| SAO PAULO, April 28
SAO PAULO, April 28 CHS Inc, the
biggest U.S. agricultural cooperative, is among the largest
creditors of Brazilian commodities trader Seara Ind e Com de
Produtos Agropecuários Ltda, which filed for bankruptcy
protection last week, two sources with knowledge of the
situation told Reuters on Friday.
CHS confirmed it was a creditor of Seara Ind e Com but
declined to give specifics.
The two sources, who asked for anonymity since the exact
numbers are not public, estimated CHS credits with Seara - not
to be mistaken with Brazilian meatpacker JBS's processed foods
unit Seara SA - to be around $200 million.
Seara Ind e Com filed for bankruptcy protection last week
asking to restructure 2.1 billion reais ($662 million) in debt.
Seara manages farms, provides rail and road transportation
for grains and trades soybeans and corn produced by farmers or
delivered by cooperatives in four Brazilian states.
The company is headquartered in Sertanópolis, a small town
close to Londrina, the second-largest city in Brazil's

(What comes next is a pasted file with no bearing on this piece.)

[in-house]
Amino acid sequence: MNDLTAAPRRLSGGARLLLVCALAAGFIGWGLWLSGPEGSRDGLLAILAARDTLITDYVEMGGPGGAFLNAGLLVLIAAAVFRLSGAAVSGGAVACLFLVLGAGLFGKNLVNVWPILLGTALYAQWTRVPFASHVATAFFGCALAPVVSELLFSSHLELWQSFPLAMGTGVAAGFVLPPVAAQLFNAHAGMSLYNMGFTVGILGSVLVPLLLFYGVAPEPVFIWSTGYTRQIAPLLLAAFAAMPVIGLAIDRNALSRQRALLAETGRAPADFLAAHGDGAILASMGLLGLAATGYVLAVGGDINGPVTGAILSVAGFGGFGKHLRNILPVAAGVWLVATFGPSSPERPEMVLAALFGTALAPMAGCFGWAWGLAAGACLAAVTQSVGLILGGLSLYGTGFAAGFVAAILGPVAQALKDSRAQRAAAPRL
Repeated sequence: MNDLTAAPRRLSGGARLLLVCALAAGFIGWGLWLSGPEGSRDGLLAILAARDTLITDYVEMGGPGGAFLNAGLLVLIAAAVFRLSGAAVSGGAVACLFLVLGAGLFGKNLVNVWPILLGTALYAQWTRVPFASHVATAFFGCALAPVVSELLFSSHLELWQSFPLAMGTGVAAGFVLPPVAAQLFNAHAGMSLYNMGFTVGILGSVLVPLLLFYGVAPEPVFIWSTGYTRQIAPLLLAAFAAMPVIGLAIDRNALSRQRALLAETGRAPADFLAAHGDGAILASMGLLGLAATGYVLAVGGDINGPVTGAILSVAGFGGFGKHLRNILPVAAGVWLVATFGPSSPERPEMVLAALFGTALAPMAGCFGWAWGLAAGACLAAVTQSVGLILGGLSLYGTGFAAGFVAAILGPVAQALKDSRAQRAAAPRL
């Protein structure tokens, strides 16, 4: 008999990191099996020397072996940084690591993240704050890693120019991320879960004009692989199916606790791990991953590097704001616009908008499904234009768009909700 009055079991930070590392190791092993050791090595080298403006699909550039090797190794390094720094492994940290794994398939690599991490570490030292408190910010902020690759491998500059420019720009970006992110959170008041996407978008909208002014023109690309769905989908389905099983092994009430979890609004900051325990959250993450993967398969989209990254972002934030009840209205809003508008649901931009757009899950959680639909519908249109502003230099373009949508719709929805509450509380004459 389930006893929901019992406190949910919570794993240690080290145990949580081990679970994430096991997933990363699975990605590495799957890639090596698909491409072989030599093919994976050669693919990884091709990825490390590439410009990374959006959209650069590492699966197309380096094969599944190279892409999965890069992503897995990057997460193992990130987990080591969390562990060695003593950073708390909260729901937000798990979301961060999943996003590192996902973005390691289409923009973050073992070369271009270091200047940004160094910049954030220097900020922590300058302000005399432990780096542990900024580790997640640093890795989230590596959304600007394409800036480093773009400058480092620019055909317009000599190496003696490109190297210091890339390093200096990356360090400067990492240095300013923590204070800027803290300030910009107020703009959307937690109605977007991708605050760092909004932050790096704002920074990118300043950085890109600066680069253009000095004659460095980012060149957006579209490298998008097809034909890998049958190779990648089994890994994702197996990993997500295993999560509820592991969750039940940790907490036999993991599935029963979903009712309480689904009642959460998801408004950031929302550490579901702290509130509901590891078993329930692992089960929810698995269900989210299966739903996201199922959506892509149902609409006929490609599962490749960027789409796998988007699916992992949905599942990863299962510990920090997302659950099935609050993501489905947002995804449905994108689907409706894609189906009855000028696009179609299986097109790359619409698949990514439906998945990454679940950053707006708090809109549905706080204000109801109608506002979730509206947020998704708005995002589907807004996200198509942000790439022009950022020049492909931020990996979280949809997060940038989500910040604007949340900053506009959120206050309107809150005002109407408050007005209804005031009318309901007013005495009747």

agricultural powerhouse state of Parana.
CHS, which has headquarters in St. Paul, Minnesota, said in
a statement to Reuters that it "maintained a grain origination
relationship with Seara for several years" but was surprised by
the company's decision to seek court protection against
"CHS Brazil and CHS Inc. leadership are actively managing
the situation to understand and respond to any potential impact
to our business and our employees," it said.
CHS said it expects "shipments of products to arrive as
scheduled and that would remain in contact with customers
regarding product orders and shipments," it said.
International commodities traders in Brazil usually maintain
business relationships with regional commodities companies
aiming to source grains volumes destined for export markets.
In a statement last week, when it filed for bankruptcy
protection in the regional court in Londrina, Seara said
Brazil's economic crisis, particularly tight credit markets, had
sharply undermined its ability to maintain operations.
($1 = 3.1718 reais)
(Reporting by Marcelo Teixeira; Editing by Bill Trott)